LOVELAND, Colo. (CBS4)– The Loveland Police Department is trying to add more mental health professionals to the force. This comes after two high-profile incidents: the June 2020 arrest of Karen Garner, a 73-year-old woman with dementia and last week Alex Domina, a 19-year-old with mental issues was shot and critically injured by police.
The more recent incident was a case in which the 911 caller said involved a person with mental disabilities. No mental health professional was available though. The shift had just ended, but police say that person wouldn’t have gone in first.READ MORE: Colorado Polio Survivor Reflects On Life-Long Disease & COVID Vaccines Now
Lt. Jeff Pyle of the Loveland Police Department told CBS4’s Rick Sallinger, “It’s unsafe. If a person is armed with a knife we would want to clear that situation first before introducing somebody and put them in that danger.”
Alex Domina was reported to be trashing his grandmother’s house but told 911 he could be talked down. When police arrived he had a kitchen knife, what happened next is not clear. Police shot him three times in the abdomen.READ MORE: Denver Cops, Sheriff's Deputies Lagging on Vaccinations; 'There Is A Lot Of Pushback" Says Deputy Safety Director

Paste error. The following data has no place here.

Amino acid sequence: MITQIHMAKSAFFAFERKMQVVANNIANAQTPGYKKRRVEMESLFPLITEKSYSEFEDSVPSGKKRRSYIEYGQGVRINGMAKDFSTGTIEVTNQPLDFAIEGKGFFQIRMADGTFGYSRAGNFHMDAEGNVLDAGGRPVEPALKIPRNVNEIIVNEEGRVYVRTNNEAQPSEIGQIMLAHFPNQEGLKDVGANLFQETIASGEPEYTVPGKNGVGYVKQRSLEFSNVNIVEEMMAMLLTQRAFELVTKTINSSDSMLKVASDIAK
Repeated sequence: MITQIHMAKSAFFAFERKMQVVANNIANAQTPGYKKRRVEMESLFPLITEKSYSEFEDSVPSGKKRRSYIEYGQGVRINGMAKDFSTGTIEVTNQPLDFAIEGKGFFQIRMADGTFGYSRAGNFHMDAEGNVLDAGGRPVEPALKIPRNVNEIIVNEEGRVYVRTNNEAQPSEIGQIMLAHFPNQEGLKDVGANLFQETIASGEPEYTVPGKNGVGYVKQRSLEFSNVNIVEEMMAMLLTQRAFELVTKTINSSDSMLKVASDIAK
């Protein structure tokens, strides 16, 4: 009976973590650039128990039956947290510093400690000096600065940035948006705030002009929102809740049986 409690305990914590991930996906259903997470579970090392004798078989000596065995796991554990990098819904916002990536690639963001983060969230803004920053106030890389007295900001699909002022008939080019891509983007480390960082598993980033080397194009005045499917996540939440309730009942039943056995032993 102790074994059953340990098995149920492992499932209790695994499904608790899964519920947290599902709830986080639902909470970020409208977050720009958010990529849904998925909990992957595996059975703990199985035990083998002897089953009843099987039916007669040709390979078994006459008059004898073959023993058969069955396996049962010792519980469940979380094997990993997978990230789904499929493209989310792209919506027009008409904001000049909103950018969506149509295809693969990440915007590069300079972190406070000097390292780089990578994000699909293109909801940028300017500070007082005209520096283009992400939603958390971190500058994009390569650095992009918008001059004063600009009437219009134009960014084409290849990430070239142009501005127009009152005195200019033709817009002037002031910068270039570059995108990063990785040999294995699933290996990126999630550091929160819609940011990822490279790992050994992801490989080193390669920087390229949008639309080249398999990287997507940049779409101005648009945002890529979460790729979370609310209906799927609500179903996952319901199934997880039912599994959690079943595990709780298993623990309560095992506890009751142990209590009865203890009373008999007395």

“A lot of times our co-responders make decisions on their own to park around the corner to wait for the area to be clear and once it is clear to respond to the scene.”
The Loveland Police Department has had a contract with SummitStone Health Partners since 2016 to provide two mental health professionals who are embedded within the department.
The health agency’s website states, “The pair receives referrals from police officers out in the field and they also listen to radio traffic to determine calls that they should respond to.”
Pyle added, “If they feel they are going to be safe there is no need to take an officer, but if they are responding to a call for service that call is always made safe before they enter it.”MORE NEWS: Colorado AG Report Finds Pattern Of Racially Biased Policing In Aurora
Mari Newman, the attorney for Domina’s family, expressed doubt that it was unsafe for a mental health professional to enter the house based on what she has learned of the incident.